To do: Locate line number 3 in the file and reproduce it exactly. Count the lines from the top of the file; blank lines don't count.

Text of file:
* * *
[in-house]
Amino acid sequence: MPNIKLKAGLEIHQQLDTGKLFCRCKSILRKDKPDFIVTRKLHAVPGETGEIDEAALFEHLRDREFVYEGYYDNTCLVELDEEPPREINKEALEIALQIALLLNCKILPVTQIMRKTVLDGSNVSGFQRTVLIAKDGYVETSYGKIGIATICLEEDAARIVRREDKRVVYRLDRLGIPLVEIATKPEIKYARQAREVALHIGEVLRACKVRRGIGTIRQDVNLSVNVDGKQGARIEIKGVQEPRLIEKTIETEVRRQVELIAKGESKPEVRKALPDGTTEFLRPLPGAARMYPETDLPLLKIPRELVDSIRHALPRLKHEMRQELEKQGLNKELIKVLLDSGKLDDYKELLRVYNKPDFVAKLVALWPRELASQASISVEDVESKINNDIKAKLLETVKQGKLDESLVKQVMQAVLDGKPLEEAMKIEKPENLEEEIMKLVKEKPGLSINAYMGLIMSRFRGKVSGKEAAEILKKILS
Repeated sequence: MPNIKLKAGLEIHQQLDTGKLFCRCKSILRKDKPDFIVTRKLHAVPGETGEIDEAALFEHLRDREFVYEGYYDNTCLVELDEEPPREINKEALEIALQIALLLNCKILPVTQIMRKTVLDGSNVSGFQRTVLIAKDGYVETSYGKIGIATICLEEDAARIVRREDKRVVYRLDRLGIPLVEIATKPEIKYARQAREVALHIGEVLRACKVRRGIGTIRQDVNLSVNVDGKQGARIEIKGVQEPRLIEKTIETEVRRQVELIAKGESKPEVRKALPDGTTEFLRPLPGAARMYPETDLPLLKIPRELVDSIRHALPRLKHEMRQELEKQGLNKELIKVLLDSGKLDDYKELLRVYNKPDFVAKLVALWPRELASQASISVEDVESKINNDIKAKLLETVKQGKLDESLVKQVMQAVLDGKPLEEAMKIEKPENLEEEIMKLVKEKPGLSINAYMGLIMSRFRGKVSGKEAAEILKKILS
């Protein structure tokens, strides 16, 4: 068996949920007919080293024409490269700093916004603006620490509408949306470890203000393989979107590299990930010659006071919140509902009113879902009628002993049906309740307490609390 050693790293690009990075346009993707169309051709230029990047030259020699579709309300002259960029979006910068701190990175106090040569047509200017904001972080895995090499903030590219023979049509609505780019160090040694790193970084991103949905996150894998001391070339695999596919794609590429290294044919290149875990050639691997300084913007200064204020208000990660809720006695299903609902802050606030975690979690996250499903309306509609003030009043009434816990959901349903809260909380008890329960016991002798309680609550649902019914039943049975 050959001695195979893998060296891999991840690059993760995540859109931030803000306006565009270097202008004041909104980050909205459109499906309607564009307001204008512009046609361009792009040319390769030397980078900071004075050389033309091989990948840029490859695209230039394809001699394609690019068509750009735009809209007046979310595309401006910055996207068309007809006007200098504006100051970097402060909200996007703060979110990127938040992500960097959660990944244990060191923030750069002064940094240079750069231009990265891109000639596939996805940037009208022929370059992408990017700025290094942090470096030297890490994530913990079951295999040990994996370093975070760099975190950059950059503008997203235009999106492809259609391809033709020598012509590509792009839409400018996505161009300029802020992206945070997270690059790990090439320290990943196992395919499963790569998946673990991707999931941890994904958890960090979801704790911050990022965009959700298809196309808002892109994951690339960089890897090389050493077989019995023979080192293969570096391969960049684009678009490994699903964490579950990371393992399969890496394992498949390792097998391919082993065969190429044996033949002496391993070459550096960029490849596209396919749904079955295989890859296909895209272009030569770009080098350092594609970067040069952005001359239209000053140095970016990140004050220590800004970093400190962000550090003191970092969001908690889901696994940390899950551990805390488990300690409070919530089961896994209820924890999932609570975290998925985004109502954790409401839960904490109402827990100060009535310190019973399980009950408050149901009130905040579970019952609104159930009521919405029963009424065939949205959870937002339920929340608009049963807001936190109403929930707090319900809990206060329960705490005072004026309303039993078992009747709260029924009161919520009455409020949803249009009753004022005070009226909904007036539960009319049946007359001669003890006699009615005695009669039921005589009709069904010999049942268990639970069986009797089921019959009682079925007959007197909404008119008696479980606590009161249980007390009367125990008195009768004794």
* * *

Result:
Repeated sequence: MPNIKLKAGLEIHQQLDTGKLFCRCKSILRKDKPDFIVTRKLHAVPGETGEIDEAALFEHLRDREFVYEGYYDNTCLVELDEEPPREINKEALEIALQIALLLNCKILPVTQIMRKTVLDGSNVSGFQRTVLIAKDGYVETSYGKIGIATICLEEDAARIVRREDKRVVYRLDRLGIPLVEIATKPEIKYARQAREVALHIGEVLRACKVRRGIGTIRQDVNLSVNVDGKQGARIEIKGVQEPRLIEKTIETEVRRQVELIAKGESKPEVRKALPDGTTEFLRPLPGAARMYPETDLPLLKIPRELVDSIRHALPRLKHEMRQELEKQGLNKELIKVLLDSGKLDDYKELLRVYNKPDFVAKLVALWPRELASQASISVEDVESKINNDIKAKLLETVKQGKLDESLVKQVMQAVLDGKPLEEAMKIEKPENLEEEIMKLVKEKPGLSINAYMGLIMSRFRGKVSGKEAAEILKKILS